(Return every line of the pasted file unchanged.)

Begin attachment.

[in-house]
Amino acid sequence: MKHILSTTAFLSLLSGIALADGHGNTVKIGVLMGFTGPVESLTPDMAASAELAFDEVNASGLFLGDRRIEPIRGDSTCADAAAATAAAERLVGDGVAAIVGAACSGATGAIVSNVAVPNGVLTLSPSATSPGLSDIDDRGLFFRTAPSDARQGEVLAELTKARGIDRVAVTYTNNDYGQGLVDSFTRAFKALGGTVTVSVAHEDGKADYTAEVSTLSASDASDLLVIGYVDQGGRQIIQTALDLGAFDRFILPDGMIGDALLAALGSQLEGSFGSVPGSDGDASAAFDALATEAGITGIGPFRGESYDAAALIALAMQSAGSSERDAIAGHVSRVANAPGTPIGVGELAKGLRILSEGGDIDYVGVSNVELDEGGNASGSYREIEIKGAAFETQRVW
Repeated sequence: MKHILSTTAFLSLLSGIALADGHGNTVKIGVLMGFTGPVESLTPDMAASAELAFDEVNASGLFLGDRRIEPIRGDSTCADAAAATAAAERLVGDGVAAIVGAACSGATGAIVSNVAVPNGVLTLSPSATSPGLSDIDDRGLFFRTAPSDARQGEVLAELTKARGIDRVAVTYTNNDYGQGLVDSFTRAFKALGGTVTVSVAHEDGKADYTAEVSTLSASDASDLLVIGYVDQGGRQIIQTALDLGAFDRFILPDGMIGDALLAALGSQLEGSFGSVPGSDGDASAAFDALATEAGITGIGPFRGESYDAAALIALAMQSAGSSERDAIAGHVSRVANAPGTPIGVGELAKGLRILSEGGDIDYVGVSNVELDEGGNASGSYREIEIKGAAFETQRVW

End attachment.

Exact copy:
[in-house]
Amino acid sequence: MKHILSTTAFLSLLSGIALADGHGNTVKIGVLMGFTGPVESLTPDMAASAELAFDEVNASGLFLGDRRIEPIRGDSTCADAAAATAAAERLVGDGVAAIVGAACSGATGAIVSNVAVPNGVLTLSPSATSPGLSDIDDRGLFFRTAPSDARQGEVLAELTKARGIDRVAVTYTNNDYGQGLVDSFTRAFKALGGTVTVSVAHEDGKADYTAEVSTLSASDASDLLVIGYVDQGGRQIIQTALDLGAFDRFILPDGMIGDALLAALGSQLEGSFGSVPGSDGDASAAFDALATEAGITGIGPFRGESYDAAALIALAMQSAGSSERDAIAGHVSRVANAPGTPIGVGELAKGLRILSEGGDIDYVGVSNVELDEGGNASGSYREIEIKGAAFETQRVW
Repeated sequence: MKHILSTTAFLSLLSGIALADGHGNTVKIGVLMGFTGPVESLTPDMAASAELAFDEVNASGLFLGDRRIEPIRGDSTCADAAAATAAAERLVGDGVAAIVGAACSGATGAIVSNVAVPNGVLTLSPSATSPGLSDIDDRGLFFRTAPSDARQGEVLAELTKARGIDRVAVTYTNNDYGQGLVDSFTRAFKALGGTVTVSVAHEDGKADYTAEVSTLSASDASDLLVIGYVDQGGRQIIQTALDLGAFDRFILPDGMIGDALLAALGSQLEGSFGSVPGSDGDASAAFDALATEAGITGIGPFRGESYDAAALIALAMQSAGSSERDAIAGHVSRVANAPGTPIGVGELAKGLRILSEGGDIDYVGVSNVELDEGGNASGSYREIEIKGAAFETQRVW